However, unlike every other art form, it’s theater’s ephemeral nature that makes reading plays not just an artistic blueprint. It’s an essential bridge to our creative past, present and future.

Music can be recorded. Novels exist on the page. Television and movies are sealed on crystalline digital discs. However, theater exists in the moment. Though it’s impermanence is what makes any night in a darkened theater thrilling (and oftentimes expensive), the only other way to enjoy the stories, scenes, and characters of the stage is in the written word of the playwright.

Whether it’s our oldest surviving plays from the likes of Sophocles, Aeschylus, Euripides, and Aristophanes, or today’s playwrights like Stephen Karam, Sarah Ruhl, Tracy Letts, Suzan-Lori Parks, Young Jean Lee, Stephen Adly Guirgis, Quiara Alegría Hudes, and Rajiv Joseph, playwrights capture the voices and conflicts of their particular age and life.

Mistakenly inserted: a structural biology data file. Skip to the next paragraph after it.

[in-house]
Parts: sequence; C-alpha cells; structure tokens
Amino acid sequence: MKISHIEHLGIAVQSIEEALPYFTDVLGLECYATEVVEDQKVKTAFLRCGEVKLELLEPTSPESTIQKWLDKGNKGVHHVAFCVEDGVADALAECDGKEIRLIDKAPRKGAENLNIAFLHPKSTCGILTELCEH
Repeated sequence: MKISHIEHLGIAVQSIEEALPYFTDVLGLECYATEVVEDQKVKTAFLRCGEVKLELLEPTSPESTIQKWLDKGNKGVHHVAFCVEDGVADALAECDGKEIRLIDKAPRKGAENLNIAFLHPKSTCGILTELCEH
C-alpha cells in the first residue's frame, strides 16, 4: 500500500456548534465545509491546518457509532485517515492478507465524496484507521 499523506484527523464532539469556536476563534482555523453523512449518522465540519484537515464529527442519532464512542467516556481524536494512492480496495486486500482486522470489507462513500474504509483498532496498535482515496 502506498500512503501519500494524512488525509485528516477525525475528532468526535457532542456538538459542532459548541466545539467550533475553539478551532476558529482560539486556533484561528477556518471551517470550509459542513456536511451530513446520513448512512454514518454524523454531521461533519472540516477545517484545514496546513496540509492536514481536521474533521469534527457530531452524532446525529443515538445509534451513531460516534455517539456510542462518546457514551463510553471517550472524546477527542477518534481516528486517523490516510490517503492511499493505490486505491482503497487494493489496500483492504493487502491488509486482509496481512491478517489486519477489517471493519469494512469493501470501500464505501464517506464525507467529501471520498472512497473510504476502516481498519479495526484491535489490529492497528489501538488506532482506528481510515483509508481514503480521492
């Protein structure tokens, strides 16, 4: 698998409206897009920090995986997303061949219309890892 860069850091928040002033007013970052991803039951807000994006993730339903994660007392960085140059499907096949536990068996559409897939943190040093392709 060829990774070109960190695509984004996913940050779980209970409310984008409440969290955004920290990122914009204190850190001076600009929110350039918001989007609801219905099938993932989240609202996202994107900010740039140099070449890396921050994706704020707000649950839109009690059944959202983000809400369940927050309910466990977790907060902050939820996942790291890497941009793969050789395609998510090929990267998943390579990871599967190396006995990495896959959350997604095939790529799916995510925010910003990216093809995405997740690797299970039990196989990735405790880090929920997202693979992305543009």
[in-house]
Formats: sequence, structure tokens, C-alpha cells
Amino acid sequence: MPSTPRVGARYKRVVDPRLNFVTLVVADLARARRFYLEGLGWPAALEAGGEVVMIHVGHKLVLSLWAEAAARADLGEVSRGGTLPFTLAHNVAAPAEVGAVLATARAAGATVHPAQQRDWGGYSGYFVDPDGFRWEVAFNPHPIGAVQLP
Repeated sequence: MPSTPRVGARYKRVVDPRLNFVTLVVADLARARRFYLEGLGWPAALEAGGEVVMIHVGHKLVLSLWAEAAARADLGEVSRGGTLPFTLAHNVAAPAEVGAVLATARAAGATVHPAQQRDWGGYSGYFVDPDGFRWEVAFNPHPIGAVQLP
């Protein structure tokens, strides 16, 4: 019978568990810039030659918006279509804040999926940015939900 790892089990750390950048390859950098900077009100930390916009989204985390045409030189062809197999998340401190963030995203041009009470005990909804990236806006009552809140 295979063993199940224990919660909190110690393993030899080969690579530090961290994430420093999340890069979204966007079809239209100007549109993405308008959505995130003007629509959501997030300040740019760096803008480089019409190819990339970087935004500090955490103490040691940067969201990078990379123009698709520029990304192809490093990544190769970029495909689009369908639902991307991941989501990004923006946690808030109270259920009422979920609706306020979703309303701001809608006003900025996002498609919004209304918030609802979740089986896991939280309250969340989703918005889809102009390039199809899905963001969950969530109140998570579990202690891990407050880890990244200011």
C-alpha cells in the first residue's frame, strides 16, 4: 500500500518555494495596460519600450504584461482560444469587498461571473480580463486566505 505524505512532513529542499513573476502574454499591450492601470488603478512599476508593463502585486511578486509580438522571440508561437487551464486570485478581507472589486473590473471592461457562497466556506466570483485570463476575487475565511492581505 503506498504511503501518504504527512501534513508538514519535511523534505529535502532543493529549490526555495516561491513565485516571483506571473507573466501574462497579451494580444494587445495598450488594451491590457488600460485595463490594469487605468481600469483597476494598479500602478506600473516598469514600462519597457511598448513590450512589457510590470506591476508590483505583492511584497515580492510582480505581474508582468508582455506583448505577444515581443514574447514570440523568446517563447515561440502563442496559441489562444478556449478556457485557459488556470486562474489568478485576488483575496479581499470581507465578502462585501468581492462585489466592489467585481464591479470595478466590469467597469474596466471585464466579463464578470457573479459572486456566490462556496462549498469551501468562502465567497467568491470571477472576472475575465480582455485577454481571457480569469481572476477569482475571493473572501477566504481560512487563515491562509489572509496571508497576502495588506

The literary voices of the playwrights in their dialogue and monologue-filled stories not only give you insight into the perspective and multiple personalities wrestling inside the author, but you get a front-row seat to the real and complex political, cultural, and personal dramas throughout most of history, proving that almost every play serves as an artistic reaction, in real time, to the issues of its day.

By its very nature, theater is a collaborative art. From the Dionysius Festival in ancient Greece, to high schools around the country, it does indeed take a village to put on a show. But when you inverse that equation, when it’s just one reader and one play, an ineffable alchemy takes place.

Novels, short stories, and poems all have the similar ability to whisk readers away with that all-too-familiar sensation of bearing witness to tales oftentimes adventurous, absurd, and appalling. Watching a live theatrical production is like buying a ticket to a live-action book. Audience members and readers alike are attentive and absorb what’s in front of them.